Trauma has this way of clapping it’s hands louder than an entire auditorium of applause.
It has this way of sneaking in the back door, and kissing his name onto your mind, because weren’t there good times you still want to remember?
Didn’t he curl your lips to a smile when he said he loved you the first time, and didn’t every time feel like the first time?
Didn’t watching his car pull into your driveway make your shoes lace themselves a little bit faster?
Didn’t his laughter bloom an entire meadow in front of you?
Didn’t his favorite song remind him of the first time you met; curiously afraid, and risking the downward spiral of all the walls you handcrafted around your icy exterior?
Didn’t his sweatshirt become your only form of comfort when his arms weren’t around you?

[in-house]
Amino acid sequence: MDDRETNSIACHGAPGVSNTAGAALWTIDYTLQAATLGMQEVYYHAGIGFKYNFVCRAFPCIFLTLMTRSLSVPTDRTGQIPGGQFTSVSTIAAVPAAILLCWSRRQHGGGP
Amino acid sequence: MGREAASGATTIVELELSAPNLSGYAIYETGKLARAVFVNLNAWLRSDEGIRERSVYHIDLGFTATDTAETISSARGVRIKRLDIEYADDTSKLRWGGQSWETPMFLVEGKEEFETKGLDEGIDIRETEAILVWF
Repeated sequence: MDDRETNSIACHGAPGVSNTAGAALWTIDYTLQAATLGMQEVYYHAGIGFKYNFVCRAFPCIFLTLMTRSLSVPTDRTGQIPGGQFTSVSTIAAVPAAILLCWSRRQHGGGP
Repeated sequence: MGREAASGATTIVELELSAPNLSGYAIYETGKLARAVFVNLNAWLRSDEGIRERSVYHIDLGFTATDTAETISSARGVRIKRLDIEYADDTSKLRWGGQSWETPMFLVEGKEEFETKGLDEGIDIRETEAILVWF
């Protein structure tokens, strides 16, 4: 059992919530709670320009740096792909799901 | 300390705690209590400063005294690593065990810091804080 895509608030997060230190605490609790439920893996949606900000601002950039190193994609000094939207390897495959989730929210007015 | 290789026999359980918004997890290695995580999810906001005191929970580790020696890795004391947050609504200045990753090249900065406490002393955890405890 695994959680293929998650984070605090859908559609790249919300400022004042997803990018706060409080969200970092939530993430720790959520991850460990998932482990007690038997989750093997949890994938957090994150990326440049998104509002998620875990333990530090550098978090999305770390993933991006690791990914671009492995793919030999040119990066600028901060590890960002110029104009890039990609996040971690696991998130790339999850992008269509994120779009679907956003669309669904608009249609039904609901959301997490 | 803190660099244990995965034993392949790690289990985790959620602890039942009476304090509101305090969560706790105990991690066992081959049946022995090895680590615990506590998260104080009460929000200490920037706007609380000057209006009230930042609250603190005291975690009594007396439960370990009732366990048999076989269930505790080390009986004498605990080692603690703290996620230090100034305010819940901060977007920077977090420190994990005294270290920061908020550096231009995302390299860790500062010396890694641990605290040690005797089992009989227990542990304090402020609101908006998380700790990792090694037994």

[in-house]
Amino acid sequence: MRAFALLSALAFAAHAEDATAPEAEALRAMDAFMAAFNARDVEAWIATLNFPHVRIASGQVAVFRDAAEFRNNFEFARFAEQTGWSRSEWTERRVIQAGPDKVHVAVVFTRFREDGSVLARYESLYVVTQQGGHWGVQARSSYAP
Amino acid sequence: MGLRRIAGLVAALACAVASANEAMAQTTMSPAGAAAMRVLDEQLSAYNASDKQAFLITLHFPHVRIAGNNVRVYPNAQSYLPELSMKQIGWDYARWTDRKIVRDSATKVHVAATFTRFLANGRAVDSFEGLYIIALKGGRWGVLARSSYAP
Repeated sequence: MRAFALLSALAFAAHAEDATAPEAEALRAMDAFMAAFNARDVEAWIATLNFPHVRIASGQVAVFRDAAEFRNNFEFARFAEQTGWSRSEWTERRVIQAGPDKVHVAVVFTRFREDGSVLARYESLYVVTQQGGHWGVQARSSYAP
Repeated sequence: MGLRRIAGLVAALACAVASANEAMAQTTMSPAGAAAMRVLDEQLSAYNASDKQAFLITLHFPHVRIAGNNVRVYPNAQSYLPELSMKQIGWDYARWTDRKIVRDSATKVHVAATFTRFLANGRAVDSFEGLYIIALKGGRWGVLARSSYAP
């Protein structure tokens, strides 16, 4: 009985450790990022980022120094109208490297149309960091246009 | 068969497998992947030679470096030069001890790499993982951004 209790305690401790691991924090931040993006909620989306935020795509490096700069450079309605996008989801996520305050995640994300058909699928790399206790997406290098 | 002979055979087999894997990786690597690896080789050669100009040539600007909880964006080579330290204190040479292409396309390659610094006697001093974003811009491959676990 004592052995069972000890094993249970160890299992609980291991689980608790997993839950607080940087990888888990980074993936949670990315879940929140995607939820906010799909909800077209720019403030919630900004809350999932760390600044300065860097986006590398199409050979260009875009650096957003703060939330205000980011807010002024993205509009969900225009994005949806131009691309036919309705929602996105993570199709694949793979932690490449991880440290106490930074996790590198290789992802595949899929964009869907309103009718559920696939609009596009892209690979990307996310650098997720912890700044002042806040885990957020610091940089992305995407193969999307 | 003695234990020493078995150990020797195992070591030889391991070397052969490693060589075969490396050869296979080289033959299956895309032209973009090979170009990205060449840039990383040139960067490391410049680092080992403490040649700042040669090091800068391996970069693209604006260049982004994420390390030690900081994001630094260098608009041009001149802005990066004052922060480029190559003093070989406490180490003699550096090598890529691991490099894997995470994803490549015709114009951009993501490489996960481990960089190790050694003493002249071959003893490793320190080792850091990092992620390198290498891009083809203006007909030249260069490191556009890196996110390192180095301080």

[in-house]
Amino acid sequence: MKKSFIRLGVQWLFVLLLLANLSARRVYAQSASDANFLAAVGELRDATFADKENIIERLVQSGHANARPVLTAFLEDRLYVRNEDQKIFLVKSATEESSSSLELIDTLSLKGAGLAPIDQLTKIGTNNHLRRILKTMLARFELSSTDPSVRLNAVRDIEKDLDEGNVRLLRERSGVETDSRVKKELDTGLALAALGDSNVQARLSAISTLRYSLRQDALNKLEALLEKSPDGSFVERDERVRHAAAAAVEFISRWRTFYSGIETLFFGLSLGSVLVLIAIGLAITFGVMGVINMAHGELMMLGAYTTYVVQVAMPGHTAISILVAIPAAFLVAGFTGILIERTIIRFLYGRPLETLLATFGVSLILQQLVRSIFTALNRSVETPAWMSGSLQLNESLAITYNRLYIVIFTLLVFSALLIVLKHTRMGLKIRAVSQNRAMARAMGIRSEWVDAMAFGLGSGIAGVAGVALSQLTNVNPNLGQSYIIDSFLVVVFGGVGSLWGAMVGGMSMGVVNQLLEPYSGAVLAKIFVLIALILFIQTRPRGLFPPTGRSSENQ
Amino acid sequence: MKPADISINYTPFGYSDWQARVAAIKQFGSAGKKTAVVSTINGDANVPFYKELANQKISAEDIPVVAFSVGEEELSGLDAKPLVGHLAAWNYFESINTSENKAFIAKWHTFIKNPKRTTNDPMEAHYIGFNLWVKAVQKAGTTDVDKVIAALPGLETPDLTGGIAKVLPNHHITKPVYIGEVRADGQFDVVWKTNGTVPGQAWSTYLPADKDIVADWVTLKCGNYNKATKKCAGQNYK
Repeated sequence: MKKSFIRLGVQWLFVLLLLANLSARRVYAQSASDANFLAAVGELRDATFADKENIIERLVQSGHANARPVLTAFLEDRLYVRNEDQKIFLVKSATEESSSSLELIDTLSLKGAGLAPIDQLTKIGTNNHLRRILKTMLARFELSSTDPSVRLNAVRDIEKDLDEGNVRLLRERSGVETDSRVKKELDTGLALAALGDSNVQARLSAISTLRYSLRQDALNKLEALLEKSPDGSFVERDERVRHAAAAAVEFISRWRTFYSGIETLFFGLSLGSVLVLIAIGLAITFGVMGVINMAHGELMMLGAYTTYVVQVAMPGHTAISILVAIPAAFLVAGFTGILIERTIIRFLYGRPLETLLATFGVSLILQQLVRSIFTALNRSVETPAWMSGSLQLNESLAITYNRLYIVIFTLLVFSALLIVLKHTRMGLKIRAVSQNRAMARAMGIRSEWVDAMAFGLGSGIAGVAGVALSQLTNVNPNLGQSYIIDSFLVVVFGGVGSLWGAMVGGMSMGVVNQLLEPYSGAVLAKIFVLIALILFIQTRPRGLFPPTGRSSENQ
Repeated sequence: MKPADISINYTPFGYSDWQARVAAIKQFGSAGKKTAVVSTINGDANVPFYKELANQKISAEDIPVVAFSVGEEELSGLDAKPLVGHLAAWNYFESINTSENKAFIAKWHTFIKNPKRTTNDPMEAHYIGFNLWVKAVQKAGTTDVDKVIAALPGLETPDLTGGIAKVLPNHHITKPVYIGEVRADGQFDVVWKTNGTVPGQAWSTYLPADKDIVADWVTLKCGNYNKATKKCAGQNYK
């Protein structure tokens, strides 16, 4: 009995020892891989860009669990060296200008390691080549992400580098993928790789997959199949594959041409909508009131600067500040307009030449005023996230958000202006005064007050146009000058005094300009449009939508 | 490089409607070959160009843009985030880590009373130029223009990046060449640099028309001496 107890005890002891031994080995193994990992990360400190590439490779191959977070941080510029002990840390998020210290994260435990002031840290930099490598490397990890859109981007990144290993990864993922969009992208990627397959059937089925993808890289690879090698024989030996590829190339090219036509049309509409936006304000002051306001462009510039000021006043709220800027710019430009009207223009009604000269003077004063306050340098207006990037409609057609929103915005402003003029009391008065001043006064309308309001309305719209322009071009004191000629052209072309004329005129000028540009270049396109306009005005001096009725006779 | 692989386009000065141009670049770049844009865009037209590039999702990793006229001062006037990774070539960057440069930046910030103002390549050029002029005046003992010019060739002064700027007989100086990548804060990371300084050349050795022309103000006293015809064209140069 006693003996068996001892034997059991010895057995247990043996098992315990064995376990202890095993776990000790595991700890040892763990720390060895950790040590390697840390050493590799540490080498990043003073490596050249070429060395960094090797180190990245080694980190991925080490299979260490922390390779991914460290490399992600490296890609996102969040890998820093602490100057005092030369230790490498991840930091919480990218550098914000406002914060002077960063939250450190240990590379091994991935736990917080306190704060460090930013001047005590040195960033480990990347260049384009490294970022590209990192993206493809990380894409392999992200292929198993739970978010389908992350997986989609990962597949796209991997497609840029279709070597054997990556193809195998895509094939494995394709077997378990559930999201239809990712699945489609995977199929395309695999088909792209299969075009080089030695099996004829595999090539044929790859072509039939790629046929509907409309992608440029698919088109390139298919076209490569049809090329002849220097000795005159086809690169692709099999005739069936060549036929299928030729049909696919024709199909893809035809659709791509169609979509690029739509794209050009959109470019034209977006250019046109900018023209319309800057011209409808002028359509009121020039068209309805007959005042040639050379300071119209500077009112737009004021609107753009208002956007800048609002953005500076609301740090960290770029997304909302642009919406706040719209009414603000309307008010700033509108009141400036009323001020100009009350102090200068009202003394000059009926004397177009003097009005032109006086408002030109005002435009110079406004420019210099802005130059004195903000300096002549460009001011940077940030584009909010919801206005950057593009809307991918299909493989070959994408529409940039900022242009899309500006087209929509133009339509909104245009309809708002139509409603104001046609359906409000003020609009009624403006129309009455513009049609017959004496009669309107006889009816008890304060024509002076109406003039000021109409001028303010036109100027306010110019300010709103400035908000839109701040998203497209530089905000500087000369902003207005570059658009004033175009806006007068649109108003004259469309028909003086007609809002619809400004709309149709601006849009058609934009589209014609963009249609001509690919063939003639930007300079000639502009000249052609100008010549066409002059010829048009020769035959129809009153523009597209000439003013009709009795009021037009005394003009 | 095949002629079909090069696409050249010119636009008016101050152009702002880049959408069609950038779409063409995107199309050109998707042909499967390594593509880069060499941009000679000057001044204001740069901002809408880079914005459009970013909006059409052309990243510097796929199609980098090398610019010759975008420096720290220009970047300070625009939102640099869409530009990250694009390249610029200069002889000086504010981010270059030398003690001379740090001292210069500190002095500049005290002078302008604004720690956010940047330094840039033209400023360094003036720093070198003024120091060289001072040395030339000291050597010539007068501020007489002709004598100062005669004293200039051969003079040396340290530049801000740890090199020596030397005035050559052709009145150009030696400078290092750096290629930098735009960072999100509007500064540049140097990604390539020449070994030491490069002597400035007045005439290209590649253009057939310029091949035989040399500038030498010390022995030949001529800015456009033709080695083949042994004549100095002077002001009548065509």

Didn’t his hand unraveling your button down shirt cause your body to coincidentally fall onto his?
Didn’t his hand hitting the window, and the door handle, and the steering wheel, and the wall, and your thigh, and your shoulder make you crumble?
Don’t you still remember the fingerprint bruises on the back of your leg?
Don’t you still feel his grasp around your wrist?
Don‘t you remember that feeling?
Doesn’t trauma have this funny way of always sneaking in the back door?
Isn’t trauma louder than you remember?
BRENDA ARLEDGE from Washington Court House on October 06, 2020:
You capture this feelings quite well.